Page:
In the 1950s, the progressive geographers of the 1930s, now matured in years and experience, realised that the key to their study lay in the regional differentiation of the earth’s surface, but they had difficulty in finding a common conceptual framework. For Whittlesey, the region is “a device for selecting a studying area grouping of the complex phenomena found on the earth”. Any segment or portion of the earth’s surface is a region if it is homogeneous in terms of such an aerial grouping. Homogeneity is based upon selective criteria.
A region is not an object; but an ‘intellectual concept’ devised and used for a particular purpose. Further, “the approach to regional study starts with the homogeneous area, which is acceptable as a hypothesis. The area is then examined with a view to discovering its components and connections”. Whittlesey suggested the term “comp-ages” for a cohesive spatial entity.
The so-called dualism between topical and regional geography does not exist. If Systematic geography is not exclusively concerned with the arrangement and grouping of phenomena on the earth’s surface, it is no longer geographical; for this reason geography is a monistic discipline. Whittlesey sought to reconcile on these terms the dualism of the physical earth and the forms of life that occupy it.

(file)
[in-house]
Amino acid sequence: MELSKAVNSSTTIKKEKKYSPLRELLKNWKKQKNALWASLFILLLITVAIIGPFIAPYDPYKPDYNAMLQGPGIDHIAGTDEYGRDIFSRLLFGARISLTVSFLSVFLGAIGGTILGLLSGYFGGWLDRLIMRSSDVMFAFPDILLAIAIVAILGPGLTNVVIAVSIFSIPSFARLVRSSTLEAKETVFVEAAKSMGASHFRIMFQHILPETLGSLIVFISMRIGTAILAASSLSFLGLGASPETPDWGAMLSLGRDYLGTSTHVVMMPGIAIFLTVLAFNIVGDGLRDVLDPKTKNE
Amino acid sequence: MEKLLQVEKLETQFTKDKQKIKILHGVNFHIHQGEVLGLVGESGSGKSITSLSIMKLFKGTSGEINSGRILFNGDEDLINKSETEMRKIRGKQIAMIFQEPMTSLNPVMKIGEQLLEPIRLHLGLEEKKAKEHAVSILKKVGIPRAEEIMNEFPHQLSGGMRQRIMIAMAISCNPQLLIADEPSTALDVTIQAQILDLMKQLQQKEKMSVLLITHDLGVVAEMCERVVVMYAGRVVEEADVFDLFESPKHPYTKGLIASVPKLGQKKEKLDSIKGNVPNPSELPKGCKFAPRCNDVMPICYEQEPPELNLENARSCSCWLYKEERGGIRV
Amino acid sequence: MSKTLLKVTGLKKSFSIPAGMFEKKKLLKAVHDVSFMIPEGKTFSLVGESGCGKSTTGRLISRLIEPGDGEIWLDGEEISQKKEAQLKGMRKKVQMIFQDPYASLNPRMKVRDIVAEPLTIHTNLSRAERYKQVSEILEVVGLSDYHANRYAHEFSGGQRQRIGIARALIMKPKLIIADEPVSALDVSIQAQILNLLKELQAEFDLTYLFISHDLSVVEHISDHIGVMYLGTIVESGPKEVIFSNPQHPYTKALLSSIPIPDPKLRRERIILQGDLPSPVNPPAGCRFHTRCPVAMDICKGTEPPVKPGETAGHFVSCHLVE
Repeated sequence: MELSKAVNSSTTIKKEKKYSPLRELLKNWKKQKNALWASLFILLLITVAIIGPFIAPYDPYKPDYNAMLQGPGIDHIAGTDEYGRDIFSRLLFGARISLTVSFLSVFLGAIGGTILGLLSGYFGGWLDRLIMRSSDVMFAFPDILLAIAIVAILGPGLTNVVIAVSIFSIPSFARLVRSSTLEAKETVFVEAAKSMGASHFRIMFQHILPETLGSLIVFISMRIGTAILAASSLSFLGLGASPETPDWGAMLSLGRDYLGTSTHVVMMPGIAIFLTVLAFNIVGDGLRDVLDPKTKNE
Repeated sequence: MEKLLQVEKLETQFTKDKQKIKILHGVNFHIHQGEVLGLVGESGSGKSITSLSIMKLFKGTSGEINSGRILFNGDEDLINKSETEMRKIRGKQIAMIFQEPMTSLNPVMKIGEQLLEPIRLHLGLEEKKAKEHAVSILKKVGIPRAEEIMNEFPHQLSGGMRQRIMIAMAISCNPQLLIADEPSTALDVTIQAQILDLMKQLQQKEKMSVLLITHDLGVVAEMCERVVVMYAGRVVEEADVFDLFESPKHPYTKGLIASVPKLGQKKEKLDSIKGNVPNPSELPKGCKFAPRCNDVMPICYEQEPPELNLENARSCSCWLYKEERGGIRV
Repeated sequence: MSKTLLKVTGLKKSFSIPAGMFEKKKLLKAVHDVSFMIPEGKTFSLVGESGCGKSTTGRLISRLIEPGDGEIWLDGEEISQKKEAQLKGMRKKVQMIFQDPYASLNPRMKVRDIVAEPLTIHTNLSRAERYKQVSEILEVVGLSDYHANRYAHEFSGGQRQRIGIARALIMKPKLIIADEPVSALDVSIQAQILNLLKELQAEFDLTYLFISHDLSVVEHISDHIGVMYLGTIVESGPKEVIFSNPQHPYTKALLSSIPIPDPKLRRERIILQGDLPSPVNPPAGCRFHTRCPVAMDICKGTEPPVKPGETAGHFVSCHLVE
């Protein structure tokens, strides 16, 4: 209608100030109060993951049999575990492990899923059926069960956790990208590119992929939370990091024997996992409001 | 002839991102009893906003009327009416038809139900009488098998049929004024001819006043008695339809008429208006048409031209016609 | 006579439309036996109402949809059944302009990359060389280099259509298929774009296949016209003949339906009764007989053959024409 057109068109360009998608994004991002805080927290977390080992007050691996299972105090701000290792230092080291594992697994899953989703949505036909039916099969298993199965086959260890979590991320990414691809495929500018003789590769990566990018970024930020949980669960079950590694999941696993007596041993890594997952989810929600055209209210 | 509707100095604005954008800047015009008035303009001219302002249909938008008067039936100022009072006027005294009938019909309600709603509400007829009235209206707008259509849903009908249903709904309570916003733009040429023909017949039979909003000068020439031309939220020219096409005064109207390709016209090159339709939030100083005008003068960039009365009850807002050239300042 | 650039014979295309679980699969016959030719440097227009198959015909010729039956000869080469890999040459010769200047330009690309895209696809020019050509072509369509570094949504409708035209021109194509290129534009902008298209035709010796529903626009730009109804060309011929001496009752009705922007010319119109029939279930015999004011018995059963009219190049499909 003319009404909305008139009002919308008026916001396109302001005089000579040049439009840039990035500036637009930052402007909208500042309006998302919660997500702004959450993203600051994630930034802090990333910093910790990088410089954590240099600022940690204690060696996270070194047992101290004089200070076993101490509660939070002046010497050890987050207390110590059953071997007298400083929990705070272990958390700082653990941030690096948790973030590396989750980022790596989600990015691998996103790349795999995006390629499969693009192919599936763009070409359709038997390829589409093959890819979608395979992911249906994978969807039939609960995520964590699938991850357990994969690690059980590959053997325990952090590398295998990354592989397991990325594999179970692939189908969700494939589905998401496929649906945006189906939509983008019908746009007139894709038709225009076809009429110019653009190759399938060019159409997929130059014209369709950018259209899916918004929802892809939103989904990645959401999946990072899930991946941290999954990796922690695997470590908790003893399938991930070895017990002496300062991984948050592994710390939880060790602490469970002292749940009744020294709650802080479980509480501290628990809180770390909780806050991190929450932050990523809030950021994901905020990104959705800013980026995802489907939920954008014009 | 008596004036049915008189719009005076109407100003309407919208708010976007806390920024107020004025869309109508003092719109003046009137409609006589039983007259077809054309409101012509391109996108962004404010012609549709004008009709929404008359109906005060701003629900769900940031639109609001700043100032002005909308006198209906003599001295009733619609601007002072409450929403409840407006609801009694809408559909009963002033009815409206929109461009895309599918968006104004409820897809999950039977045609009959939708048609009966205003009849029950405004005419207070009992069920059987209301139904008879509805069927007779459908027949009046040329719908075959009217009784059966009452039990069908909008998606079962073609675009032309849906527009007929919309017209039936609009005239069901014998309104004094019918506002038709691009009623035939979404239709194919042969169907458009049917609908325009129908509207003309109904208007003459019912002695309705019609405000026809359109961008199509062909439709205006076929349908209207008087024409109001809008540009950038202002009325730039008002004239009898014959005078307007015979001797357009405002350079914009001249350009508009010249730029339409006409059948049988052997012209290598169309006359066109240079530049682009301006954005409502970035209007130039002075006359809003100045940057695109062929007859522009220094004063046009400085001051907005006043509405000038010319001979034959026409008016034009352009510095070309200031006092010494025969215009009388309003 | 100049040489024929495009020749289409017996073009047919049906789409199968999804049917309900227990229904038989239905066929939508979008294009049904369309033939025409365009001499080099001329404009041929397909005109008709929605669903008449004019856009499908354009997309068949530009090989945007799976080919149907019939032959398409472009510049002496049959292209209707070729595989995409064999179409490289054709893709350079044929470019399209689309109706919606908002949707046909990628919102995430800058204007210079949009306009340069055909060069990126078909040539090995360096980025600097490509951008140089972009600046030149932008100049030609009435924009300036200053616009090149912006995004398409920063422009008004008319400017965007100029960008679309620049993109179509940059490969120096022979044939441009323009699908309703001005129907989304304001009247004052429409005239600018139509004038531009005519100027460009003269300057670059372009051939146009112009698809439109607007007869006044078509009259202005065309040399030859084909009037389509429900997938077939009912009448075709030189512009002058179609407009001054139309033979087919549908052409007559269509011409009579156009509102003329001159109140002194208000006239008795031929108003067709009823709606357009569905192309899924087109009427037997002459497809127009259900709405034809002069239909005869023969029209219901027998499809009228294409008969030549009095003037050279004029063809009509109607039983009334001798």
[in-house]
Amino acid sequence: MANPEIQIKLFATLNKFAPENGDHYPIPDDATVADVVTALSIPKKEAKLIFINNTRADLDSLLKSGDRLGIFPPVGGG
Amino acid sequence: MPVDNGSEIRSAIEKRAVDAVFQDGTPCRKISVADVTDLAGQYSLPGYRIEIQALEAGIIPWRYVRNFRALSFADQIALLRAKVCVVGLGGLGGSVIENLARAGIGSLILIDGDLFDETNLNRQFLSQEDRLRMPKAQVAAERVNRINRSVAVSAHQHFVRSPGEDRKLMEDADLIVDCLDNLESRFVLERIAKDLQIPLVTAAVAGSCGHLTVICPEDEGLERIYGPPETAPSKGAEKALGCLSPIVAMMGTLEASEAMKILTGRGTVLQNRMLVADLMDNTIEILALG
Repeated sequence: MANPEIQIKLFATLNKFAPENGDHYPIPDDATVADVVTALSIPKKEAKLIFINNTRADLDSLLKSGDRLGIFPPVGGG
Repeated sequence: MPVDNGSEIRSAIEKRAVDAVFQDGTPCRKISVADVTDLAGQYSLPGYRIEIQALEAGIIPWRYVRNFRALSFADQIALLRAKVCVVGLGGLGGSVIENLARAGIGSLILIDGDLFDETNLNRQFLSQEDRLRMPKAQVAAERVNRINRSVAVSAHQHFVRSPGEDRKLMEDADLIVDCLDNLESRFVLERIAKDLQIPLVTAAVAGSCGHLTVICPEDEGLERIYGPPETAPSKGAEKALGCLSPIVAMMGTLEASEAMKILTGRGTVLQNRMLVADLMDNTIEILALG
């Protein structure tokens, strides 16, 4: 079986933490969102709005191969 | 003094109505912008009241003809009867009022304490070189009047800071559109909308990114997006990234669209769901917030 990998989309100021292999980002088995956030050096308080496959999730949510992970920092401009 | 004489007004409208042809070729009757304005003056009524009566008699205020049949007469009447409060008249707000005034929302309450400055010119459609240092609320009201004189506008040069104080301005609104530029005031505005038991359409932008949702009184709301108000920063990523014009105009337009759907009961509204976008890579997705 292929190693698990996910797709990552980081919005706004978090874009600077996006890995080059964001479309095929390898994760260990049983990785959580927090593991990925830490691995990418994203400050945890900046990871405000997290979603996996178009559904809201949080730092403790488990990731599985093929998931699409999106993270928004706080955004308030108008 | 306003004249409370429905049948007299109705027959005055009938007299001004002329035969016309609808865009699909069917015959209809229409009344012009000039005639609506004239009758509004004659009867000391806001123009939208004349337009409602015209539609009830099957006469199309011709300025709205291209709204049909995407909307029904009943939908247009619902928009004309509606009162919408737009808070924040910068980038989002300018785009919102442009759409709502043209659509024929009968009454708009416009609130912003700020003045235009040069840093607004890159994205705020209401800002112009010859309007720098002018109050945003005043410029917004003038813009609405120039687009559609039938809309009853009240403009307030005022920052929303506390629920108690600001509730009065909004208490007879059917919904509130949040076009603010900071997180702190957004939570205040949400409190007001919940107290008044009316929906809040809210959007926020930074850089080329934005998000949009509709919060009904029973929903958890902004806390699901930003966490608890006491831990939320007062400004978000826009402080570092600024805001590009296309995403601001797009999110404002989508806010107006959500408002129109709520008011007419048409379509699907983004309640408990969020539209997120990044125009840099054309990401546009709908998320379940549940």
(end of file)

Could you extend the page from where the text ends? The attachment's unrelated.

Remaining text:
Two points are essential for the advancement of geography:
1. The study of the areal differentiations of the earth’s surface, if man-centred, demands the precise evaluation of the physical habitat in its localised and worldwide variants from the standpoint of human occupancy. A distinctive field of physical geography needs to be developed. Terrains need to be descriptively evaluated as the sites of human occupancy from an ecological standpoint. Resources need to be evaluated in their local associations and potentials.
It was suggested fifty years ago by M. Aurrousseau in the Geographical Review that countries need to be broken down into small units from the standpoint of their natural and human resources and measures of potential developed. Water supply needs to be interpreted and trained hydrologists must apply their knowledge to the problems of human occupancy.